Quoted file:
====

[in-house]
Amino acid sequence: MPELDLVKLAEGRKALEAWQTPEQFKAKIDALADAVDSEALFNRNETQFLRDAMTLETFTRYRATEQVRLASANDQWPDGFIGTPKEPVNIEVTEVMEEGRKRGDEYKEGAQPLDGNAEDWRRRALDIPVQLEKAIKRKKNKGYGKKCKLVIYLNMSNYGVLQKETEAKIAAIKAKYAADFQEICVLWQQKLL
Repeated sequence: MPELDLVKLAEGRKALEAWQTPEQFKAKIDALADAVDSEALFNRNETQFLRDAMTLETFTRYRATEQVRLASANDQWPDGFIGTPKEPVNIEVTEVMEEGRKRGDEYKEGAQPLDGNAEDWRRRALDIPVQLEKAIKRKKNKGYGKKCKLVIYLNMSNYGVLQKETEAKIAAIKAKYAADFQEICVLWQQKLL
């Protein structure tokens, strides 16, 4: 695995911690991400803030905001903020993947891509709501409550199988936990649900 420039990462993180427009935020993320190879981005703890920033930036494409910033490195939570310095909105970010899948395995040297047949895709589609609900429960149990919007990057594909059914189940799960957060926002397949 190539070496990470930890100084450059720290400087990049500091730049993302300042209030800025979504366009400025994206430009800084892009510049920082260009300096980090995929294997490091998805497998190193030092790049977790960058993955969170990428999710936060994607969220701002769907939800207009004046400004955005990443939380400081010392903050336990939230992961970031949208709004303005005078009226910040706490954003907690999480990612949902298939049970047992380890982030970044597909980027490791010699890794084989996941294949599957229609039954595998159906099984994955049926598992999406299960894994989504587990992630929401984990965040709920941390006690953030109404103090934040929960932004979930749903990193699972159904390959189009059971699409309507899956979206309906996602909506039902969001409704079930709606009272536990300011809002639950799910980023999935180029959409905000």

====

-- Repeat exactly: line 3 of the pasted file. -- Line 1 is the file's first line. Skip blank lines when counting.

Repeated sequence: MPELDLVKLAEGRKALEAWQTPEQFKAKIDALADAVDSEALFNRNETQFLRDAMTLETFTRYRATEQVRLASANDQWPDGFIGTPKEPVNIEVTEVMEEGRKRGDEYKEGAQPLDGNAEDWRRRALDIPVQLEKAIKRKKNKGYGKKCKLVIYLNMSNYGVLQKETEAKIAAIKAKYAADFQEICVLWQQKLL